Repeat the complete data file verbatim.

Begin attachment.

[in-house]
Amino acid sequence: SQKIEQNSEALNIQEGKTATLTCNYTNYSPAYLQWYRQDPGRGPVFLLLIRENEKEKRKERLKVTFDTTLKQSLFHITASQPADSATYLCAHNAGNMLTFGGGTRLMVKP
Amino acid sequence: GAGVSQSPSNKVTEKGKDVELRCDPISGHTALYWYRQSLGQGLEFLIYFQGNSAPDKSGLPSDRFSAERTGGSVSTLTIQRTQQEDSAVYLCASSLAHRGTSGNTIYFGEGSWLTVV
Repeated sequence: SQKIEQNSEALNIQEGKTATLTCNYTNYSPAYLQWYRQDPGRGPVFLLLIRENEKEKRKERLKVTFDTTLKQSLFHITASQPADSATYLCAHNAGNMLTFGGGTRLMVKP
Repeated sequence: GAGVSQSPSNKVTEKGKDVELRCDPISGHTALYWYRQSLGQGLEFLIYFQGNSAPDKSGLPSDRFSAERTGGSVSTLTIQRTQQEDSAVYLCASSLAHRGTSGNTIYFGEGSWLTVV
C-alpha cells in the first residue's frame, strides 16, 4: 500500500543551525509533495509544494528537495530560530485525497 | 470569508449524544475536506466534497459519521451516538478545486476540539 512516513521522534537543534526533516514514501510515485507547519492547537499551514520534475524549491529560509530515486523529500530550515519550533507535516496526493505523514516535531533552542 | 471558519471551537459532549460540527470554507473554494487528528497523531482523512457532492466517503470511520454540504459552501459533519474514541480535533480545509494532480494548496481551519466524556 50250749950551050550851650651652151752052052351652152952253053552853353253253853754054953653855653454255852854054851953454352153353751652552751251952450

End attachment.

[in-house]
Amino acid sequence: SQKIEQNSEALNIQEGKTATLTCNYTNYSPAYLQWYRQDPGRGPVFLLLIRENEKEKRKERLKVTFDTTLKQSLFHITASQPADSATYLCAHNAGNMLTFGGGTRLMVKP
Amino acid sequence: GAGVSQSPSNKVTEKGKDVELRCDPISGHTALYWYRQSLGQGLEFLIYFQGNSAPDKSGLPSDRFSAERTGGSVSTLTIQRTQQEDSAVYLCASSLAHRGTSGNTIYFGEGSWLTVV
Repeated sequence: SQKIEQNSEALNIQEGKTATLTCNYTNYSPAYLQWYRQDPGRGPVFLLLIRENEKEKRKERLKVTFDTTLKQSLFHITASQPADSATYLCAHNAGNMLTFGGGTRLMVKP
Repeated sequence: GAGVSQSPSNKVTEKGKDVELRCDPISGHTALYWYRQSLGQGLEFLIYFQGNSAPDKSGLPSDRFSAERTGGSVSTLTIQRTQQEDSAVYLCASSLAHRGTSGNTIYFGEGSWLTVV
C-alpha cells in the first residue's frame, strides 16, 4: 500500500543551525509533495509544494528537495530560530485525497 | 470569508449524544475536506466534497459519521451516538478545486476540539 512516513521522534537543534526533516514514501510515485507547519492547537499551514520534475524549491529560509530515486523529500530550515519550533507535516496526493505523514516535531533552542 | 471558519471551537459532549460540527470554507473554494487528528497523531482523512457532492466517503470511520454540504459552501459533519474514541480535533480545509494532480494548496481551519466524556 50250749950551050550851650651652151752052052351652152952253053552853353253253853754054953653855653454255852854054851953454352153353751652552751251952450